Of course - sometimes this can be... awkward.
I'm from Kansas. You most likely read a paragraph or two about it in your history books, but before Kansas entered the Union, there was the issue of whether it would become a slave or free state. Kansas' neighbor, Missouri, was a slave state at the time. With the Kansas-Nebraska Act the territory would vote on if it were going to be free or slave. This brought many abolitionists to the state to try to keep it free, as well as many pro-slavery groups, mostly from Missouri. There were many small skirmishes and a fairly large attack on Lawrence. It also lead to lots of voter fraud. There were something like 1500 eligible voters, and 6000 votes cast in an 1855 election.
A few years ago I visited Missouri Town 1855 in Lees Summit, MO. It's a pretty neat place with lots of role players wearing period dress, doing period tasks, in a quaint little town that runs from a run down shack to a church to a mansion. One of the most interesting places I stumbled on to was the Lawyers office. In there they were discussing politics. I don't know why before hand I hadn't realized that this town is from 1855, before the civil war, and I was in a slave state. I don't remember the whole conversation, but I remember being asked what I thought about Kansas becoming free or slave. I said something like, "I reckon it's up for them to vote on which way they want to go."
Some other guy piped up, "Yup, that's right. Some of us voted 5 or 6 times too!" At that point I started to remember Bloody Kansas and I was just kind of surprised that they were sitting here with an obviously pro-slavery stance. Then again - that's history. Wealthy men from that area were exactly the kind of people to come over to Kansas to run raids or influence voting.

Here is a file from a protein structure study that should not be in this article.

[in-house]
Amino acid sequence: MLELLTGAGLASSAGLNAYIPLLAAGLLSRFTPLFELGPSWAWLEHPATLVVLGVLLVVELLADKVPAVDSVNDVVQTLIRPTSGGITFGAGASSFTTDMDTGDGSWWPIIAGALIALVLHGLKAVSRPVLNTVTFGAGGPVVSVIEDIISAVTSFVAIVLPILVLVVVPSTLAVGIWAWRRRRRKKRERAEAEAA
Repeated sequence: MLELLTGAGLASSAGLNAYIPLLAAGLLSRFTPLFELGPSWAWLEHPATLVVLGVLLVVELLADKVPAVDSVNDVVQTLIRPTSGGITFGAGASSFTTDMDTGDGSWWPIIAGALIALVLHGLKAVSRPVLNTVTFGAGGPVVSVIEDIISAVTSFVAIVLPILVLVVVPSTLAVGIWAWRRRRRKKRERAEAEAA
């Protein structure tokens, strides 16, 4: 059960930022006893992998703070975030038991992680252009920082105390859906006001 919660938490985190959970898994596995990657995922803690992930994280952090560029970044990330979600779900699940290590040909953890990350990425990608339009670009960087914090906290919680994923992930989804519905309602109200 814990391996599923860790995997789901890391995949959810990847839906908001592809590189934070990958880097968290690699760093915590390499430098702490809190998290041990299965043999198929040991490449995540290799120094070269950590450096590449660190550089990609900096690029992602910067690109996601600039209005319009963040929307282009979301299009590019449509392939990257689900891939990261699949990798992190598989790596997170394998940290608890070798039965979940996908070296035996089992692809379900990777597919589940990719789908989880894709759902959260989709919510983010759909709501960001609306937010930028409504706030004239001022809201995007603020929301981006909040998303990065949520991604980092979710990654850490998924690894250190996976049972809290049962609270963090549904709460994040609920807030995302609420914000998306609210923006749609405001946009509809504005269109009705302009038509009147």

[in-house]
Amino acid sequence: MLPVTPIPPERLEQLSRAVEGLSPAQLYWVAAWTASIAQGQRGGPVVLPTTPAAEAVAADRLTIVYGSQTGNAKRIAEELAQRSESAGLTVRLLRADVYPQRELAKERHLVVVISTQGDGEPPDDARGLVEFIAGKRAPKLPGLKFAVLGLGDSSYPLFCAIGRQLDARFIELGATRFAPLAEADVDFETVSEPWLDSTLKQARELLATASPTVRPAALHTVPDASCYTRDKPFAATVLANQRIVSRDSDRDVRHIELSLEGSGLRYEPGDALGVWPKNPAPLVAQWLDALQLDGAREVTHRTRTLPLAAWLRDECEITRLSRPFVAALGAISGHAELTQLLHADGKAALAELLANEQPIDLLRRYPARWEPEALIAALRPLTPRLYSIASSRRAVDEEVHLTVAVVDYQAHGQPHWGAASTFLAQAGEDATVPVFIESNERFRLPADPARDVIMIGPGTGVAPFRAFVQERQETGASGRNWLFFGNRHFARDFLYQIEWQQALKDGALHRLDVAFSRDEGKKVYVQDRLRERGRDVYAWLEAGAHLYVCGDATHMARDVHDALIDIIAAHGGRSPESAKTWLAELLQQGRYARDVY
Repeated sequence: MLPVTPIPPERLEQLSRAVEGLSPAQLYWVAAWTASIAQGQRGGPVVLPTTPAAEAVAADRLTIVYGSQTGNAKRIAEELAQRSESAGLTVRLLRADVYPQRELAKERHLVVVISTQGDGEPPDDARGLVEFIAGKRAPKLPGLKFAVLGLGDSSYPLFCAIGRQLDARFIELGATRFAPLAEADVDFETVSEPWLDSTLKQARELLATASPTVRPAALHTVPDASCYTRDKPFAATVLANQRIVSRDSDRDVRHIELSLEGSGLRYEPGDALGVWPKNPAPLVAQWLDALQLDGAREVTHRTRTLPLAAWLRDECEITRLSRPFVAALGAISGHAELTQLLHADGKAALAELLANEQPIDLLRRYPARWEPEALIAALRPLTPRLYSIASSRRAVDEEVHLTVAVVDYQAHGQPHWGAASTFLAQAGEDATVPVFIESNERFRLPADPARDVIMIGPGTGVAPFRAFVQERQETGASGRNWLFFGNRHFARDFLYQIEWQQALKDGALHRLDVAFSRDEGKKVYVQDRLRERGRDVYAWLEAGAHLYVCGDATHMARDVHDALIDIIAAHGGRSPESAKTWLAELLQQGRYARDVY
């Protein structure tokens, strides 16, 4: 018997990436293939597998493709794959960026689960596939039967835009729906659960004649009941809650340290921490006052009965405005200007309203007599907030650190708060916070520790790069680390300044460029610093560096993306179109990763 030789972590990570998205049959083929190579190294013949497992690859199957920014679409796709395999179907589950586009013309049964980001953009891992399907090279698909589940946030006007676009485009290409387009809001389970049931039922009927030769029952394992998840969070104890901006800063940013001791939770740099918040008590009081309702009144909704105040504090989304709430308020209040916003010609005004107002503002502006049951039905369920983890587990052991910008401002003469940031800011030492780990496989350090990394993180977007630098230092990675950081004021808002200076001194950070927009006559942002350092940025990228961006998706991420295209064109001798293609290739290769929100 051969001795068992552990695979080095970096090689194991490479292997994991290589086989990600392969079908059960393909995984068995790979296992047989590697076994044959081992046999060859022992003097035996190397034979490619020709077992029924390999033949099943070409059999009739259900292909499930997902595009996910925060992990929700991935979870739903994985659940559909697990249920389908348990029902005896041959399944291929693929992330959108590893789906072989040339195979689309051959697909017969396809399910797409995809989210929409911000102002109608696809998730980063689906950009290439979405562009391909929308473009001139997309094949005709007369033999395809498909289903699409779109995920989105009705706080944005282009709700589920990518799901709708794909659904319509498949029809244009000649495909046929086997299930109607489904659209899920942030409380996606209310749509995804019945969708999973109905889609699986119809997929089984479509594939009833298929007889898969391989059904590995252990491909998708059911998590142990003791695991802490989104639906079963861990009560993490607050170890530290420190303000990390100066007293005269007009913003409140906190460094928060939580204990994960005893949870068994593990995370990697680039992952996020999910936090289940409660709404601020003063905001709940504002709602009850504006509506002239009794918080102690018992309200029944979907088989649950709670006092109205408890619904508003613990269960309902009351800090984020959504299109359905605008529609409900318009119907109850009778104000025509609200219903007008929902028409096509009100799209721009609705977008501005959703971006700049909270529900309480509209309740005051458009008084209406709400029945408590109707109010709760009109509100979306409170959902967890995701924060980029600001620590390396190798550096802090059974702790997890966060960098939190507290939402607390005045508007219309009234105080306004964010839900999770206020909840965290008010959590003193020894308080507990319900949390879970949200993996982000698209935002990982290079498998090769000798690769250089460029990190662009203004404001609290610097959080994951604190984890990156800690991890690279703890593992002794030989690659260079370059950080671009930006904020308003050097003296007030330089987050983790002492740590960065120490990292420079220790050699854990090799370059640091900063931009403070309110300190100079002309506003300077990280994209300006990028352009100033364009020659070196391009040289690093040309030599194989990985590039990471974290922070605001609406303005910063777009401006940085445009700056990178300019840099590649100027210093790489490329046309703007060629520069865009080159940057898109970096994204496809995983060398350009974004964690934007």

Anyway - I do value these types of living history places. I think even though that women had to put up with some really stupid questions, she hopefully enlightened more than one person. The average person seems to have a very mild understanding of history. Most of their questions I am sure were out of pure ignorance of what was going on at the time. Lets face it - the concept of owning another person is barely comprehendible today. When my 7 year old learned about it she simply could not understand why anyone would do that. I think experiencing it as "real" people and not words in a book really drives home points that people can relate to and understand better, such as an abolitionist, while against slavery, would still be considered a racist.
fenrir — 2013-09-07T15:18:43-04:00 — #18
Hilarious show, but Missoula is in Montana, not Idaho!!! Go Grizzlies!
xeni — 2013-09-10T17:03:56-04:00 — #19